Part Three of our series on “The Bluff, Atlanta’s Forgotten Community,” concludes with a look at what’s being done to help change the blight and crime that have become endemic in this neighborhood.
Part Three of our series on "The Bluff, Atlanta's Forgotten Community," concludes with a look at what's being done to help change the blight and crime that have become endemic in this neighborhood.
In many places in the Bluff, the empty lots grow tall as the grass on the Serengeti, complete with wild animals like the feral dogs that roam here by the dozen.
Many absentee landlords have let the houses here sit unoccupied for years, many hoping in vain that the real estate market makes a come-back. Most are shotgun shacks. But some are expensive McMansions.
"You've got a 200-thousand dollar house sitting in the middle of the ghetto," scoffed Robert Lane, whose daughter lives in the community. "Anybody who can afford to live here, don't want to live here!"
It has led to a bizarre irony in this neighborhood that sits within sight of downtown Atlanta:
The rich don't want to live here. And the poor can't.
Because of the deplorable conditions, public assistance wouldn't let their clients move in to most of these houses.
"This is like downtown," said local church member Jimmy Gates. "They've got to do something with it. I believe Mayor Reed is going to do something about it."
We met Jimmy Gates and Robert Lane in part two of our series on the Bluff: The believer and the agnostic, at least when it comes to the city rescuing this community in crisis.
Well, it turns out both of them are men of faith.
They are members of Greater New Hope Baptist Church, which sits at the edge of the Bluff and has deep roots here.
"We are trying our best to bring life back into this neighborhood," said Pastor Darrell Edwards. "And we hope that someone outside of us will recognize that this is a forgotten neighborhood that needs assistance and needs love. And as a church we're trying to give it back."
The church is not waiting for the city to do all the heavy lifting in this community.
They too are stepping up as best they can with limited resources... and an abundance of prayer.
"We need to get all the churches within this community to start working together to try and see what we can do as part of this community," said Deacon Michael Williams Jr.
State Representative Able Mable Thomas agrees.
We caught up with her at a recent neighborhood clean-up in the area. Through events like that, the community invests in itself with sweat equity and shared goals, like trying to open a new youth center at the old elementary school.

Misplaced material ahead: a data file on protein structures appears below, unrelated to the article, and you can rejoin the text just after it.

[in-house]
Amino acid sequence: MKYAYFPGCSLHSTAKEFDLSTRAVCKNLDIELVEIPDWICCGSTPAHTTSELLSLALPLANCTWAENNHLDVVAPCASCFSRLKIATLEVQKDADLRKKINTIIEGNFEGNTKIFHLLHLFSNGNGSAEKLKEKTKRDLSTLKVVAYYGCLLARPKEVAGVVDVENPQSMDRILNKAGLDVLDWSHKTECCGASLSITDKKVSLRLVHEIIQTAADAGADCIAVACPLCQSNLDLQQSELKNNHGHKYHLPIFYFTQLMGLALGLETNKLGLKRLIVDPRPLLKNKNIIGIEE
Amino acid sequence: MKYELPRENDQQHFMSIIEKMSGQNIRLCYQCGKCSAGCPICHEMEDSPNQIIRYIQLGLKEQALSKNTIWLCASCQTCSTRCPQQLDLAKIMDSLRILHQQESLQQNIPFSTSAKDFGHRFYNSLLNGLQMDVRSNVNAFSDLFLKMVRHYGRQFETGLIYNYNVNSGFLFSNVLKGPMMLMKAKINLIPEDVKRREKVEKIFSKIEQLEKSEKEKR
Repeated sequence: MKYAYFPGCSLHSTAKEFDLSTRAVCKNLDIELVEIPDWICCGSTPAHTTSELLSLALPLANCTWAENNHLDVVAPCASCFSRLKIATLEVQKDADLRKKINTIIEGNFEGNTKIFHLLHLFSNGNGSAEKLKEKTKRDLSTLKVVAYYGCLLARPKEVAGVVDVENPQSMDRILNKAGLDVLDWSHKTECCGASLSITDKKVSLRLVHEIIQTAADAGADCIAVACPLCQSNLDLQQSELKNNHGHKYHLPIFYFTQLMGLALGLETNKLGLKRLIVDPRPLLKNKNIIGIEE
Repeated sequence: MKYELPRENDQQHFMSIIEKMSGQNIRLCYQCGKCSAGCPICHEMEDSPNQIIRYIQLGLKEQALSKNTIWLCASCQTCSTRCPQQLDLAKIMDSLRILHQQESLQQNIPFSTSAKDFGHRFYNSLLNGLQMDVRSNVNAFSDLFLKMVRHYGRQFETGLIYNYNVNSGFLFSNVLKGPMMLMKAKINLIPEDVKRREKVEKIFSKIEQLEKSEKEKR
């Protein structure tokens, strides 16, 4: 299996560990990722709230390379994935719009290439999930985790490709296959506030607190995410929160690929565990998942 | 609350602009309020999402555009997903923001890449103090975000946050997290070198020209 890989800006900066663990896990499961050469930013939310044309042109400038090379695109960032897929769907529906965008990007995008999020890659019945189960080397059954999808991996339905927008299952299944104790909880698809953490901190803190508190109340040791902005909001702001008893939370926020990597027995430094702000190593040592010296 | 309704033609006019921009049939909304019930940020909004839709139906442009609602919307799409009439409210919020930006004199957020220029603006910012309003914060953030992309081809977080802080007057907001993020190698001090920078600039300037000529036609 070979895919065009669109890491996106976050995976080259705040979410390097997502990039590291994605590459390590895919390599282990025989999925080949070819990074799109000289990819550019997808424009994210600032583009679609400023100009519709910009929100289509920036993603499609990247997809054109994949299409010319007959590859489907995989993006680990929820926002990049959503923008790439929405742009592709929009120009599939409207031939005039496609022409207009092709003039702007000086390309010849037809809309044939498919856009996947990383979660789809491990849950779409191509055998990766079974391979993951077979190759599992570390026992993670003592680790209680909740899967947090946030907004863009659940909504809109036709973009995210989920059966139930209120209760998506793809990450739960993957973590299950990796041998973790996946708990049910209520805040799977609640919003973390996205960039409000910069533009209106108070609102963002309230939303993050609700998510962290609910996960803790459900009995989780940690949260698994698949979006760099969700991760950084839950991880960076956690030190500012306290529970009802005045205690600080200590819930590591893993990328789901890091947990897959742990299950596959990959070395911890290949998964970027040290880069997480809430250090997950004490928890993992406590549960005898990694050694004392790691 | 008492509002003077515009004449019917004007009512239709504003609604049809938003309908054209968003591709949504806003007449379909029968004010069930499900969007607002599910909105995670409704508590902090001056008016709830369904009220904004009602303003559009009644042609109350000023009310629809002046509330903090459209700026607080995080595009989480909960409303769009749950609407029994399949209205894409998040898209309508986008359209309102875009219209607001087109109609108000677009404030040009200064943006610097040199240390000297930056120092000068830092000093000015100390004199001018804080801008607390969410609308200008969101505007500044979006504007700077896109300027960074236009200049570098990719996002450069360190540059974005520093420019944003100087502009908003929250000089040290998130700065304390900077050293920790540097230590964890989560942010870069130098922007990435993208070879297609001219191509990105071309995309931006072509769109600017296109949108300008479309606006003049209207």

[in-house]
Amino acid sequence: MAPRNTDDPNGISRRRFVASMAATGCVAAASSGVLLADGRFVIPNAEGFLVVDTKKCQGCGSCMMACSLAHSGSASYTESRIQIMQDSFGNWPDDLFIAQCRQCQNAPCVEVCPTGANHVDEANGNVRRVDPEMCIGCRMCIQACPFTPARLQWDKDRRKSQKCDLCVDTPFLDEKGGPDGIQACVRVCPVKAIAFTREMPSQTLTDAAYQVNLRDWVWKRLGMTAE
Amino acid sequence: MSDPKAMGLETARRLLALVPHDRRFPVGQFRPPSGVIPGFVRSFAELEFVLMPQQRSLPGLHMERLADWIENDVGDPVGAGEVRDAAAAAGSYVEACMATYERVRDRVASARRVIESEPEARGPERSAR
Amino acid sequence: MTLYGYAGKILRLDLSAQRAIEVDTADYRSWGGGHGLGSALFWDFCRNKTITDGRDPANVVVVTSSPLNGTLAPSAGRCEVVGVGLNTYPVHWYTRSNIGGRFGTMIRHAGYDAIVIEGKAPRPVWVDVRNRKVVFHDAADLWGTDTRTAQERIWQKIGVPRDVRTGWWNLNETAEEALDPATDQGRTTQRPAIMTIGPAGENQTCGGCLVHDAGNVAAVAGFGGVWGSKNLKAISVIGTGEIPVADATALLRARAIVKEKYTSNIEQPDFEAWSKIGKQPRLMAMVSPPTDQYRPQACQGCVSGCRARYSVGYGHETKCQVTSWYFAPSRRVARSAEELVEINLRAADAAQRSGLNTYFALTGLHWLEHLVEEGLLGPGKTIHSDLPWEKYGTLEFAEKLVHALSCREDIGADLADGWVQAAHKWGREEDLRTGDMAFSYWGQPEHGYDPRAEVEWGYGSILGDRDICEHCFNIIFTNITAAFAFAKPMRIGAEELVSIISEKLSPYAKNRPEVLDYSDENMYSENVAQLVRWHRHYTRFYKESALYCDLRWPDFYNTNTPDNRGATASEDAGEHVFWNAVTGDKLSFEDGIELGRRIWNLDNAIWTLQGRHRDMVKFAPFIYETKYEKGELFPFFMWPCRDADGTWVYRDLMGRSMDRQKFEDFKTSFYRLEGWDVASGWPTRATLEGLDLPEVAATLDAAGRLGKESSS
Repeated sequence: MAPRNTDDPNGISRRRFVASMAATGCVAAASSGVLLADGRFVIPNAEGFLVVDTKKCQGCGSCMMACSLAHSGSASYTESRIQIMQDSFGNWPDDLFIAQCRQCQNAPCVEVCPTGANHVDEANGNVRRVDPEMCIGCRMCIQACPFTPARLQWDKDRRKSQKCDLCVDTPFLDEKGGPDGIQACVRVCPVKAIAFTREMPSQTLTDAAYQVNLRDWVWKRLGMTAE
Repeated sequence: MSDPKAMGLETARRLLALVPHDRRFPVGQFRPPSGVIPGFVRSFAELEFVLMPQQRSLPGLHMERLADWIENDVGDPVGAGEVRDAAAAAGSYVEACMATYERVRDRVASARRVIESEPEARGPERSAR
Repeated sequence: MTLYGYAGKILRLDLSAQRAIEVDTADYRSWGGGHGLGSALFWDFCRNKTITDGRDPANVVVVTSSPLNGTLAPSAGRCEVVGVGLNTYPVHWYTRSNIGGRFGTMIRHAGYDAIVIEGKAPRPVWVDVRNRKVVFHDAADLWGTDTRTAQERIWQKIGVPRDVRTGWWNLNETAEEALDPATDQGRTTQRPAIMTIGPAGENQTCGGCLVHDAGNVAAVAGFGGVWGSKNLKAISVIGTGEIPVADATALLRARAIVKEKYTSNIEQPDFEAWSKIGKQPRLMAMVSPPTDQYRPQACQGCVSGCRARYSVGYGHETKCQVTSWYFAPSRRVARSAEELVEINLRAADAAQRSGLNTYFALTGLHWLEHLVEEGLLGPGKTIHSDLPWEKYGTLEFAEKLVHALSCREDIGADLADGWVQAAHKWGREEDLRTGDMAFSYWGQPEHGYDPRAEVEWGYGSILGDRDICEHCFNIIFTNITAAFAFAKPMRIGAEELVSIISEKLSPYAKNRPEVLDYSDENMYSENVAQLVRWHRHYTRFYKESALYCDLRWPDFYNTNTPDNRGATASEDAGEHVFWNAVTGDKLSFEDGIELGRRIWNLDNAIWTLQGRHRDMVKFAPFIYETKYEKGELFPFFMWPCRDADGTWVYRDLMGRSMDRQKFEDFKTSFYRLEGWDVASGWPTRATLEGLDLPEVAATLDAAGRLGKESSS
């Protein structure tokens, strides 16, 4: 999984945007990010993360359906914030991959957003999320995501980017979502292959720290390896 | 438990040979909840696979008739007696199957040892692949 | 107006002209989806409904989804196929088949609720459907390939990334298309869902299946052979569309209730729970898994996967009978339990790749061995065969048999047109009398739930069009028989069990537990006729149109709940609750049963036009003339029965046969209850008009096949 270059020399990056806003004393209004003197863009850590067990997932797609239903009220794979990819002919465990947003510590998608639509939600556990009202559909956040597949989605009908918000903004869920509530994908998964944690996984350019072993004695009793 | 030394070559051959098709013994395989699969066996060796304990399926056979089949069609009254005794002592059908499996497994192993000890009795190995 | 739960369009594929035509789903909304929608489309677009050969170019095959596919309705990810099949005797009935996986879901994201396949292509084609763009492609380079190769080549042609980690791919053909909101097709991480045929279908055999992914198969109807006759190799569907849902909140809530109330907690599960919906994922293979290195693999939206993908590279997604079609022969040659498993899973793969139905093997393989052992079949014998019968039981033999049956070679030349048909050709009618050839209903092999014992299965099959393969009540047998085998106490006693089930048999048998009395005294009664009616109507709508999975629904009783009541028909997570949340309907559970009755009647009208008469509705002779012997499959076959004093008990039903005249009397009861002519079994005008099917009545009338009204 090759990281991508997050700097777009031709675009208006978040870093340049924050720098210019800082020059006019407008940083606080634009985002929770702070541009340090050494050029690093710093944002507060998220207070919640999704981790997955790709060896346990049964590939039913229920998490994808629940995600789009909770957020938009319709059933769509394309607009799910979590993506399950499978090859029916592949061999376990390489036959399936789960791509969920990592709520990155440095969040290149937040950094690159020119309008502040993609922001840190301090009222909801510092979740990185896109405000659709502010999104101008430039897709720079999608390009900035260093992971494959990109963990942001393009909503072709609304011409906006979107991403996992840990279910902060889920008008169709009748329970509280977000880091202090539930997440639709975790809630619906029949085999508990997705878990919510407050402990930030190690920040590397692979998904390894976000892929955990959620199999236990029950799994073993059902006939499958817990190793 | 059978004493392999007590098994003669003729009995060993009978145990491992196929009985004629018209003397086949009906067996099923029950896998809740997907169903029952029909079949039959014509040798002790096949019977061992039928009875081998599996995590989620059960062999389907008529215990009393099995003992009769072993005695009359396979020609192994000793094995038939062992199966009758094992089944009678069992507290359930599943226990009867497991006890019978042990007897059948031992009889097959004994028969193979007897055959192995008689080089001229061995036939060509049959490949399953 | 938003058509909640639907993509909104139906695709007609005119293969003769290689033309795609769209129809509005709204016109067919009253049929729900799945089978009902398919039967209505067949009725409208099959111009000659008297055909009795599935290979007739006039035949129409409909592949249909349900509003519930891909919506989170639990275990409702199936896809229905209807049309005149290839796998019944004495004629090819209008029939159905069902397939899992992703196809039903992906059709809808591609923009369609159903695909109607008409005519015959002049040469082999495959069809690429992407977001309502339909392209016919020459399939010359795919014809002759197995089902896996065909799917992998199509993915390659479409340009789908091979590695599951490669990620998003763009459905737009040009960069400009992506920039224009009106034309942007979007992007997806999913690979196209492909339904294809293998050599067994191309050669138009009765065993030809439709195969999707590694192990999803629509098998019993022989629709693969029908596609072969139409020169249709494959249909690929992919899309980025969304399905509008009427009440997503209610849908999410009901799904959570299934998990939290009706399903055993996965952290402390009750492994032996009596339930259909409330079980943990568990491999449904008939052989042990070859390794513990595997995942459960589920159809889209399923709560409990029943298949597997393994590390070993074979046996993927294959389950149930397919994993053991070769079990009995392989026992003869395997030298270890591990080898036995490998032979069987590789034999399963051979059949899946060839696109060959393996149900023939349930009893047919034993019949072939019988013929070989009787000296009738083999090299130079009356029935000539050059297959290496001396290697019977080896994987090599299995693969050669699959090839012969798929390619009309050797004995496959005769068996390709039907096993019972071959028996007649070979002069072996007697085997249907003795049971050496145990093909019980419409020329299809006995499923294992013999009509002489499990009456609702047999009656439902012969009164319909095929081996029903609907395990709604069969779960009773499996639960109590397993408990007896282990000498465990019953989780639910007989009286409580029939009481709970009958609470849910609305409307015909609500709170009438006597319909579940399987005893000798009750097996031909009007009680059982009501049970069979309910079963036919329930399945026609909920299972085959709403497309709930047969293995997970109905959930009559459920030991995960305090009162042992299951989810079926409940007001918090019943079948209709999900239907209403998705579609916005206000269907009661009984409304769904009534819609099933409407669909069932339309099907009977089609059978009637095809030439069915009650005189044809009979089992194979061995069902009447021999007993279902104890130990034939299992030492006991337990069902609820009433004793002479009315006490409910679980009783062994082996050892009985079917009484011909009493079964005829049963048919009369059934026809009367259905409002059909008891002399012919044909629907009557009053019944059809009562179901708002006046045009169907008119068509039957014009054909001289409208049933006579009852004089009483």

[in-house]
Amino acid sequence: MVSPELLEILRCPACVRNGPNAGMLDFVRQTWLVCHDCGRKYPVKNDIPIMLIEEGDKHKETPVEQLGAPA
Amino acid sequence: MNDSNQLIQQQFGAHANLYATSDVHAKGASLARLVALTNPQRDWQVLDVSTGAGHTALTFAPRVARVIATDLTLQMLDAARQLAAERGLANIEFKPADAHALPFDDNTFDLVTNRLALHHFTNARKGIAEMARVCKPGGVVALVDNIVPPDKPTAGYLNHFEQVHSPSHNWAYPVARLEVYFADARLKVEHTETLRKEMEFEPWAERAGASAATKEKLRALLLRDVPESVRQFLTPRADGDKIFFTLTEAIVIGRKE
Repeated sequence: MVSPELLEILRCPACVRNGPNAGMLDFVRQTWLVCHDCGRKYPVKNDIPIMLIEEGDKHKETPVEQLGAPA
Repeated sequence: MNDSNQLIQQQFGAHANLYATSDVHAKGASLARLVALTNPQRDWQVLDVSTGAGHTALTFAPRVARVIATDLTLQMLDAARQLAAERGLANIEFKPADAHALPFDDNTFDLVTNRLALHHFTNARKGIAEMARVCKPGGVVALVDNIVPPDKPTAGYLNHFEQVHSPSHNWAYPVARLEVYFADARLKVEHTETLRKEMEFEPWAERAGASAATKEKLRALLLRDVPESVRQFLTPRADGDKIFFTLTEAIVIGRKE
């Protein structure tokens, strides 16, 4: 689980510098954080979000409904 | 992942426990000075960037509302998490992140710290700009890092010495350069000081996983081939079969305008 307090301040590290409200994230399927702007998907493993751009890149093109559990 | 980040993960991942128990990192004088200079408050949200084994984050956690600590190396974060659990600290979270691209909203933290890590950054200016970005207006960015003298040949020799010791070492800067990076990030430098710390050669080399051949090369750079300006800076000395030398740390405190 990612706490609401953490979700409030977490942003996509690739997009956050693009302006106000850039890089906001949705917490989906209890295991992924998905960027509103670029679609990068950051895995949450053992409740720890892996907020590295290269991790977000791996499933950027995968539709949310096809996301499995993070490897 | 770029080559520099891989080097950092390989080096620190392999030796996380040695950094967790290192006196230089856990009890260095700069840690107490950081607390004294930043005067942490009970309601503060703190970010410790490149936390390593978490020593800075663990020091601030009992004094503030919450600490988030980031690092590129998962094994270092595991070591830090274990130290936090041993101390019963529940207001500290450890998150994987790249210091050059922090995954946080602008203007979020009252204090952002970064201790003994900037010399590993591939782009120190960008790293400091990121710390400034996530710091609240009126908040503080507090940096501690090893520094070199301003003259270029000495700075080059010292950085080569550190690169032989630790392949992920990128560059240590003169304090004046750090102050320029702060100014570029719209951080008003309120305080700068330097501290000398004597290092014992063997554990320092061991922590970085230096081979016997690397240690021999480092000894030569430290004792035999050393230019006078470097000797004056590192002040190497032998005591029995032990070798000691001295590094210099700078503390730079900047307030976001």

"There's enough good people, good solid people in this community who are professionals as well as community-based working people, that we can be part of a turn-around," insists Rep. Thomas.
There are signs that some landlords understand the need to keep these empty homes neat and secure, like the loud whir of weed-eaters cutting through the overgrowth of some of the houses. But the vast majority of them still don't seem to get it.
That could be about to change.
"If you own a vacant or abandoned piece of property that historically continues to be a blight on the community; that continues to be the source, the root cause of high crime and illegal activity in our community; then you're subject to supporting terrorism to those who live next door to those properties," said local Atlanta councilman Ivory Lee Young Jr.
Young says despite the fact that the city has pumped more than 80-million dollars into the Bluff and English Avenue over the last 20-years, it may be time for tougher measures; among them, taking property away from deadbeat landlords through eminent domain.
"There's really only one option when you have the percentage of vacant houses that we have: Eminent domain. If we can pursue a course of eminent domain and condemnation and acquire a critical mass (of properties) then we can make an investment that can show a difference."
Young talks of revitalization through economies of scale.
What that means is this:
Building one nice house on a bad street will do nothing. Building an entire street with nice houses will generate growth. It also requires surrounding communities to get involved and create a synergy of development that will benefit each of them together with jobs and training..
"The folks that you're hearing from are there for the long haul," said councilman Young. "They're here for the fight. And I'm there with them. And I promise them we're not going to tuck tail and run."